March is Women’s History Month

By Paula Kitching, published 1st March 2021

Women’s History Month 2021

Once again we are back at the dilemma about whether or not to designate a month for a specific group who are often underrepresented in the usual historical narratives. This dilemma is particularly interesting when it comes to women – after all, women make up at least 50% of the population in most countries, frequently a little bit more, and yet rarely do they feature as 50% of the writings of the past. So, although in the 21st century having a month dedicated to women’s history might seem like a nonsense, in reality it is still very much a battle to get this aspect of the historical discussion acknowledged. Key women’s stories along with the stories of ordinary women are often overlooked in favour of the grand sweep of history or the male experience of an event.

In the last couple of decades the argument to feature more women in history lessons and historical discussions has started to be made; there is still, however, a long way to go. If you look at some of the key events of each century, they are still usually viewed through the men who made decisions rather than the women who experienced the decision-making. Women’s History Month is therefore a whole month to lobby for the wider inclusion of people in history and not an opportunity to dump all the stories about women into just one month, tied up nicely with some pink ribbon.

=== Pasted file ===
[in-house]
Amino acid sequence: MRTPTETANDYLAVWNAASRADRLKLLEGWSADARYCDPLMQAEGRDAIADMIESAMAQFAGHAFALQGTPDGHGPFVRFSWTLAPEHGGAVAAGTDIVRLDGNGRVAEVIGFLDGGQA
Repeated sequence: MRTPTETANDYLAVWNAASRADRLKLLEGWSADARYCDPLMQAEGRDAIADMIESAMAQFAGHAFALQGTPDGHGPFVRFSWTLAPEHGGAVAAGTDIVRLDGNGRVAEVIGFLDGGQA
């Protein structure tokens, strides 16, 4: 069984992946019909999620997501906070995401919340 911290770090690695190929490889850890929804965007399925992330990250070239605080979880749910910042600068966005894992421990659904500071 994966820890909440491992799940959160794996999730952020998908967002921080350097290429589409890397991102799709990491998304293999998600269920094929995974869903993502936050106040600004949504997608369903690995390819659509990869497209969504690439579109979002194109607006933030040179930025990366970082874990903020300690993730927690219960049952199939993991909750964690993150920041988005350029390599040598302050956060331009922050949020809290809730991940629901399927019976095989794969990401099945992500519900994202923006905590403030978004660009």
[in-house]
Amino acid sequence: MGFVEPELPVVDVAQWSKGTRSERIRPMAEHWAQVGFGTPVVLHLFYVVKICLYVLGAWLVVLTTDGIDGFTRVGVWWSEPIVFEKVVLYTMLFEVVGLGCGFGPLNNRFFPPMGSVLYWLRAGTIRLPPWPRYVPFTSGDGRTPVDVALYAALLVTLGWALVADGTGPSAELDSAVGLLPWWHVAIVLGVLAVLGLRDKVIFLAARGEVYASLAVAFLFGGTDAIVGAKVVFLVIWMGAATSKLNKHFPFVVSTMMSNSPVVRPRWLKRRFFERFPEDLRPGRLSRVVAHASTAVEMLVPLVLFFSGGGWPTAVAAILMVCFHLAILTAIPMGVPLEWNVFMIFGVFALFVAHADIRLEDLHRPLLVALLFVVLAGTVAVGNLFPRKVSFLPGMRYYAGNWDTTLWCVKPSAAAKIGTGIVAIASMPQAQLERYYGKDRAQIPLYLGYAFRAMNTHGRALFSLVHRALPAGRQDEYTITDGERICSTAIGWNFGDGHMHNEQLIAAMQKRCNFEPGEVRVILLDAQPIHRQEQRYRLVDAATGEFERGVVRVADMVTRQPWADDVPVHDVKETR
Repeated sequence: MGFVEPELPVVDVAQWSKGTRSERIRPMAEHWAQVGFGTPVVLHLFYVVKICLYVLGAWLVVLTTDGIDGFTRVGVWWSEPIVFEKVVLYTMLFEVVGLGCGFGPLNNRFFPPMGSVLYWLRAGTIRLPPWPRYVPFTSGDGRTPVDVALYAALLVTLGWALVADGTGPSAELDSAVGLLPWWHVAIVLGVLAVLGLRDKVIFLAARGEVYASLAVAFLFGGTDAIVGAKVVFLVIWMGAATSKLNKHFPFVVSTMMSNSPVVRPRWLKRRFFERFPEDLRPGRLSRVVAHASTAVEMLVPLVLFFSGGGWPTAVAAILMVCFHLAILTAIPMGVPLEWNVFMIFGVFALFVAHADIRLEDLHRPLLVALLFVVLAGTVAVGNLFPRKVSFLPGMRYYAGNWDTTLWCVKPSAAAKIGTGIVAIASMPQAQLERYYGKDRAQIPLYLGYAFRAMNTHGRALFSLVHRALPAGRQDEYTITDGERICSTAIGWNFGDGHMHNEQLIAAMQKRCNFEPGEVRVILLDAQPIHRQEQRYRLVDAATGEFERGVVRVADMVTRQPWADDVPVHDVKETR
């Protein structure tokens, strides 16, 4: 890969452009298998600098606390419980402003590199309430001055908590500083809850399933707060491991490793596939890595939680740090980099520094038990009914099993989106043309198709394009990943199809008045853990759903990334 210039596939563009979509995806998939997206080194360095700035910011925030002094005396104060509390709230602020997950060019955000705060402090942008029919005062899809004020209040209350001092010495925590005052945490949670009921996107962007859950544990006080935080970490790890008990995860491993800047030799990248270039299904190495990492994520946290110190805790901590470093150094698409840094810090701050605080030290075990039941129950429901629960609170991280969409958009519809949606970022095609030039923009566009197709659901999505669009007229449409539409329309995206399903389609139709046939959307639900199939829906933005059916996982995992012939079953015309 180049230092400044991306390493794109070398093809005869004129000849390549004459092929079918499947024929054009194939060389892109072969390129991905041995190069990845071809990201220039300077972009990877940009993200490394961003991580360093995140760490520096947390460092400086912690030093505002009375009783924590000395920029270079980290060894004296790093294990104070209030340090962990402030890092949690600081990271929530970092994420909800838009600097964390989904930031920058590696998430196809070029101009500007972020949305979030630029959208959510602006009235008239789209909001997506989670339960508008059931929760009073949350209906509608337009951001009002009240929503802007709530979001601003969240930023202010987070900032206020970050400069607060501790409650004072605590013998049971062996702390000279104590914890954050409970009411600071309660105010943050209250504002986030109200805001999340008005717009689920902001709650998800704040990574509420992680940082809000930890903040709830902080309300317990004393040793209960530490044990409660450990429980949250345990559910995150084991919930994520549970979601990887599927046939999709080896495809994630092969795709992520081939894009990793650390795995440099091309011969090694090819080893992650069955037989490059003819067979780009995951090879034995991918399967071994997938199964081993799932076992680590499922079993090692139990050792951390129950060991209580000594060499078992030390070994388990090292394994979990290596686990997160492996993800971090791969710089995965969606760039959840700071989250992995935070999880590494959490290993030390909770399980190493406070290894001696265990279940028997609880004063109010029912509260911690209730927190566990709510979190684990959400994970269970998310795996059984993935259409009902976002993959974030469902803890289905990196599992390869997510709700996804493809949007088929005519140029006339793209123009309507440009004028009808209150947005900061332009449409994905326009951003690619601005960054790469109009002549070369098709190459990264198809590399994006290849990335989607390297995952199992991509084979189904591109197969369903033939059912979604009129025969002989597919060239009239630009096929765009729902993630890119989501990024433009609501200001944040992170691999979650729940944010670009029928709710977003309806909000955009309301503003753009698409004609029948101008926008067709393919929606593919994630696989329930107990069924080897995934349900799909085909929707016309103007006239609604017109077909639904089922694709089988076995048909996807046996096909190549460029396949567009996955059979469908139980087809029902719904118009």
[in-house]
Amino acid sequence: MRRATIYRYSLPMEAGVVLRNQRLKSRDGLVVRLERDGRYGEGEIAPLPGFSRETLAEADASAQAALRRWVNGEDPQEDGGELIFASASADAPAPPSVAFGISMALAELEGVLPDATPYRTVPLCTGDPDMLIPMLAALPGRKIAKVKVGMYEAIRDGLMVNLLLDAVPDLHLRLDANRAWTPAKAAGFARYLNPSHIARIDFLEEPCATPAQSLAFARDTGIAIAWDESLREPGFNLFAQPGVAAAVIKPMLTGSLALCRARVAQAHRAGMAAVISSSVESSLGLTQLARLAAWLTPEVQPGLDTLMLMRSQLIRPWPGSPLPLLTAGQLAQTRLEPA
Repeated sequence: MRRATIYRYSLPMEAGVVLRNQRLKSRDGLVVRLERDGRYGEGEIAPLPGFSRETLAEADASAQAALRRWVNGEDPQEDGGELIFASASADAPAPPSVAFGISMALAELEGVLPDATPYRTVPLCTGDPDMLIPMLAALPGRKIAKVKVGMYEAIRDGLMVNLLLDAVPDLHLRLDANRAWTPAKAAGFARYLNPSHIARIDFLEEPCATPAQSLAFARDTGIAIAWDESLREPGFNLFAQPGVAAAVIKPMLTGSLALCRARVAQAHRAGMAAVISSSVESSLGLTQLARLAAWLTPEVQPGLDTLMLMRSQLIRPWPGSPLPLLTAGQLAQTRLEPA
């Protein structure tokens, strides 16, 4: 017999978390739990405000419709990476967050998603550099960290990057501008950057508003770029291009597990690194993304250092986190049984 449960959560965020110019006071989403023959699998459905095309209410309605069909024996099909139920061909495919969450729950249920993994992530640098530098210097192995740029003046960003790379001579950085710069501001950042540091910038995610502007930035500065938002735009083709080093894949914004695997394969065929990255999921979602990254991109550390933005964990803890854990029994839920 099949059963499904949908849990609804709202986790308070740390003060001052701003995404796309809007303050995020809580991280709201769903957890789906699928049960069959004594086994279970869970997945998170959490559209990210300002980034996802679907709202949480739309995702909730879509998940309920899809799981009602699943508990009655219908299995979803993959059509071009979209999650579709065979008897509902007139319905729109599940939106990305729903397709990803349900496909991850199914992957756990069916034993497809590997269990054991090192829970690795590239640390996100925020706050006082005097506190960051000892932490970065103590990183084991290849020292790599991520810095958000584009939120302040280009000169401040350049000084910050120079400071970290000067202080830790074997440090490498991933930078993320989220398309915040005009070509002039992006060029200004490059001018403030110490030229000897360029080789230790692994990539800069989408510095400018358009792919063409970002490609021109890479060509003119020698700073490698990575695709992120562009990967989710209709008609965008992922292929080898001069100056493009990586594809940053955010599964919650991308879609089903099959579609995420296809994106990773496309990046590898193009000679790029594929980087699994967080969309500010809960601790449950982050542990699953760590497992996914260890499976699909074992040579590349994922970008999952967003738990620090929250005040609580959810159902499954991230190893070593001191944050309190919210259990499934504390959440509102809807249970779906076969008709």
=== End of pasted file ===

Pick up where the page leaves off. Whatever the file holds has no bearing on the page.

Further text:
Women’s History Month is, however, an opportunity to remind everyone that history is multi-faceted, and that actions and events can have broad sweeping consequences and very specific ones for different groups. Over the years women have been directly affected by decisions on who has access to power, and who is able speak out.

This year there seems to be an extra importance to us marking Women’s History Month and that is that many reports have began to emerge on the effect of the Covid-19 pandemic on domestic relationships. A number of researchers have suggested that the lockdowns, children being at home, and the employment market as a result of economic issues from the pandemic have affected women more adversely than men. A number have suggested that women’s equality has been set back by several decades. This means that the effect of 2020 and 2021 could have long-term effects for women and how they are represented in society and thus recorded in the history of this period.

So this March we are not just marking Women’s History Month, we are also using it to remind as many people as possible of the importance of ensuring that history is the story of all peoples and that all stories have a value, regardless of whether all people have access to the decision-making.

In the 18th century Mary Wollstonecraft wrote about the Rights of Women – she probably hoped that 230 years after her seminal work we wouldn’t still be campaigning to have equal rights and representation. It has been a slow journey to get to where we are now. Let us use the opportunity of Women’s History Month to shout about how far we still have to go and why the past is not full of stories to be overlooked, but rather stories to give us inspiration and reminders of how much still needs to change.